The proposed change to the Obama-era Internet regulations are getting support from service providers, but it isn’t clear what it will mean for customers.
(TNS) — A battle over online access is roiling an industry that includes Connecticut’s top internet companies.
Federal Communications Commission Chairman Ajit Pai has proposed getting rid of “net neutrality” rules instituted during the Obama administration that play a pivotal role in regulating how broadband providers deliver and charge for content.
As a major vote on Pai’s proposal by the FCC looms this week, millions of online comments have poured into the FCC. The debate pits proponents of the changes, such as Charter Communications and Frontier Communications, who see the changes as responding to market realities, against critics who fear that an overhaul could embolden telecommunications companies to restrict content and relegate customers who are not willing or able to pay more to second-rate service.
“Information is power, and everybody needs access to information,” said Ramesh Subramanian, a professor of information systems at Quinnipiac University and a fellow at the Yale Information Society Project. “If the system changes, are the internet service providers willing to guarantee equal access to information for everybody?”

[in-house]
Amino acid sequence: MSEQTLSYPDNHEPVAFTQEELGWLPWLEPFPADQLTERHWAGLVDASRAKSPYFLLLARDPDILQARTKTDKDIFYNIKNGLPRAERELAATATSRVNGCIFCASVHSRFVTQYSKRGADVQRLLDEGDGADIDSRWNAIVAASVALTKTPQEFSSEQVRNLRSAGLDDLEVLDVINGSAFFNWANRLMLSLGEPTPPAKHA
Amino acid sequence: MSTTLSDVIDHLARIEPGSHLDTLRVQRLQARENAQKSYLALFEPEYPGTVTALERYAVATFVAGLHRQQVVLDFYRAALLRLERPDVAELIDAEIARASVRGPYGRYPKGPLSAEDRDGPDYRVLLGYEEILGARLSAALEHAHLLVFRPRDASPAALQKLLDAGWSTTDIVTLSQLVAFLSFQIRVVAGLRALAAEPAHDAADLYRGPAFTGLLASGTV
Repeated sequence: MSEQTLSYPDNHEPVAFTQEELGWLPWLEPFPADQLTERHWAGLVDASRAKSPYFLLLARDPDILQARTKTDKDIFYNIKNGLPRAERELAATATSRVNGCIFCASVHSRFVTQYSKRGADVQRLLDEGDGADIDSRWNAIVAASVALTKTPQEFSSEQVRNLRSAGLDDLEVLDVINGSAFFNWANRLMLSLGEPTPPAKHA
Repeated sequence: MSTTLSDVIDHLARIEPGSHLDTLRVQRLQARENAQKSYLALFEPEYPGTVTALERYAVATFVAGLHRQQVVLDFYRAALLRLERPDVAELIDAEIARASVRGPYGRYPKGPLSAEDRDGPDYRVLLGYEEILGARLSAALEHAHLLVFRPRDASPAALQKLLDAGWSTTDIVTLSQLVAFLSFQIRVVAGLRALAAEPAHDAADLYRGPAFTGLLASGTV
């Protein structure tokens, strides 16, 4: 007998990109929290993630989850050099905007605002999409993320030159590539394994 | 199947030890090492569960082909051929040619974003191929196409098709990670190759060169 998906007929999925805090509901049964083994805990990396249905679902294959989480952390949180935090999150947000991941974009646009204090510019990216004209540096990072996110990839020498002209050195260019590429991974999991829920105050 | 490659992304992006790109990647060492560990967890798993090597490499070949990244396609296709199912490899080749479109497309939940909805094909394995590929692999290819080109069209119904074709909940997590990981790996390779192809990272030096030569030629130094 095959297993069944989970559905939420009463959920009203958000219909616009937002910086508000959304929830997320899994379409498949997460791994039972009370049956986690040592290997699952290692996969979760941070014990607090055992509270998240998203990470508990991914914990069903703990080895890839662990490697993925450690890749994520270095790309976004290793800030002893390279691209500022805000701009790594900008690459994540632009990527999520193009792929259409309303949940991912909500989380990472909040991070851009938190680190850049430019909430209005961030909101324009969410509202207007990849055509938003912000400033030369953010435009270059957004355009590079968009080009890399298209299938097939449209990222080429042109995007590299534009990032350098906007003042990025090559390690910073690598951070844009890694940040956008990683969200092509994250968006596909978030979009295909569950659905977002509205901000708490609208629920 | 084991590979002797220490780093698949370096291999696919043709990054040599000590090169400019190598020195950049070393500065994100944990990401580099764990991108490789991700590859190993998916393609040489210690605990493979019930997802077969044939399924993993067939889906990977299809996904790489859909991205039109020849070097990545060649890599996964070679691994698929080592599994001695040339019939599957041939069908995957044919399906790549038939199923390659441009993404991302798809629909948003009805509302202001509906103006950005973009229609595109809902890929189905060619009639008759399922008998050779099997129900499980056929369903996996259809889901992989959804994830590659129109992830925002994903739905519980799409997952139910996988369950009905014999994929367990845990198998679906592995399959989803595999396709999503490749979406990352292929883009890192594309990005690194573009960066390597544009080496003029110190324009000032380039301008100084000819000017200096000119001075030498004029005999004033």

The 2015 rules for net neutrality — a term coined in 2002 by law professor and author Tim Wu — increased government oversight of broadband activity. Internet providers would be treated in many ways like public utilities and be barred from blocking or slowing rivals’ content. The regulations also established “open-internet” safeguards to wireless services for mobile devices.
But changes have loomed since President Donald Trump picked Pai, a Republican, to lead the FCC. His proposal to do away with the current system is seen as likely to pass at the FCC’s meeting Thursday because the GOP now commands a majority on the commission.
“We will move from heavy-handed regulation to light-touch regulation — not a completely hands-off approach,” Pai said last week in a speech at a telecommunications and media forum of the International Institute of Communications, in Washington, D.C. “We won’t be giving anybody a free pass, we will simply shift from one-size-fits-all, preemptive regulation to targeted enforcement based on actual market failure or anticompetitive conduct.”
Net neutrality supporters counter that the current framework compels large internet service providers to treat all web traffic equally and protect free speech. Among other arguments, they say many firms could risk content slowdowns or additional charges for unobstructed broadband access.
“Net neutrality is essential to an open and free internet,” U.S. Sen. Richard Blumenthal, D-Connecticut, said in an interview last week. “It guarantees equal access no matter who owns the platform, and it is essential not only to free speech but also innovation. If the internet service providers are able to block or overprice access to the public, it will mean higher prices for consumers, less innovation and new products — all kind of harms that could be prevented.”